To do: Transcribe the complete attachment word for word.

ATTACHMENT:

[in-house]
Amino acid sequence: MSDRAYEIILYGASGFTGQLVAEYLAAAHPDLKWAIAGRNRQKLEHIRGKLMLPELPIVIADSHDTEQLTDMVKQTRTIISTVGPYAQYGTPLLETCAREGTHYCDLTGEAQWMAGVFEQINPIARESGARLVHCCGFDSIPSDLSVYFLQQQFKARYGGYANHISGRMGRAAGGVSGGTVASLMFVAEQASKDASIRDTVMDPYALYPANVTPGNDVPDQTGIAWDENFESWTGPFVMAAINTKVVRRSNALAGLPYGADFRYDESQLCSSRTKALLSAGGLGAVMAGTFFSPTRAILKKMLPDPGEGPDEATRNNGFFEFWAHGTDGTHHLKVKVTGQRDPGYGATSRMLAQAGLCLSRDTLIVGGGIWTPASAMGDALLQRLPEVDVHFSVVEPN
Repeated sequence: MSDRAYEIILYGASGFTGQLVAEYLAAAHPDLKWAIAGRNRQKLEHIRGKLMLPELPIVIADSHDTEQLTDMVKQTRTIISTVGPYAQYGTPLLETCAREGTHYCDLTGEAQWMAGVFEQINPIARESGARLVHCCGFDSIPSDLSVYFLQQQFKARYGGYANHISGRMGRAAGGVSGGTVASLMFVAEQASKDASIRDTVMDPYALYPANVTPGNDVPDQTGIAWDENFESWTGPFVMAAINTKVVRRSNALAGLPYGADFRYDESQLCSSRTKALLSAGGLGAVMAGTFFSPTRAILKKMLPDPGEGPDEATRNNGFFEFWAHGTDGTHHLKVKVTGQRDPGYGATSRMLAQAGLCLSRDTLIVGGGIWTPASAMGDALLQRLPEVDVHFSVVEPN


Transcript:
[in-house]
Amino acid sequence: MSDRAYEIILYGASGFTGQLVAEYLAAAHPDLKWAIAGRNRQKLEHIRGKLMLPELPIVIADSHDTEQLTDMVKQTRTIISTVGPYAQYGTPLLETCAREGTHYCDLTGEAQWMAGVFEQINPIARESGARLVHCCGFDSIPSDLSVYFLQQQFKARYGGYANHISGRMGRAAGGVSGGTVASLMFVAEQASKDASIRDTVMDPYALYPANVTPGNDVPDQTGIAWDENFESWTGPFVMAAINTKVVRRSNALAGLPYGADFRYDESQLCSSRTKALLSAGGLGAVMAGTFFSPTRAILKKMLPDPGEGPDEATRNNGFFEFWAHGTDGTHHLKVKVTGQRDPGYGATSRMLAQAGLCLSRDTLIVGGGIWTPASAMGDALLQRLPEVDVHFSVVEPN
Repeated sequence: MSDRAYEIILYGASGFTGQLVAEYLAAAHPDLKWAIAGRNRQKLEHIRGKLMLPELPIVIADSHDTEQLTDMVKQTRTIISTVGPYAQYGTPLLETCAREGTHYCDLTGEAQWMAGVFEQINPIARESGARLVHCCGFDSIPSDLSVYFLQQQFKARYGGYANHISGRMGRAAGGVSGGTVASLMFVAEQASKDASIRDTVMDPYALYPANVTPGNDVPDQTGIAWDENFESWTGPFVMAAINTKVVRRSNALAGLPYGADFRYDESQLCSSRTKALLSAGGLGAVMAGTFFSPTRAILKKMLPDPGEGPDEATRNNGFFEFWAHGTDGTHHLKVKVTGQRDPGYGATSRMLAQAGLCLSRDTLIVGGGIWTPASAMGDALLQRLPEVDVHFSVVEPN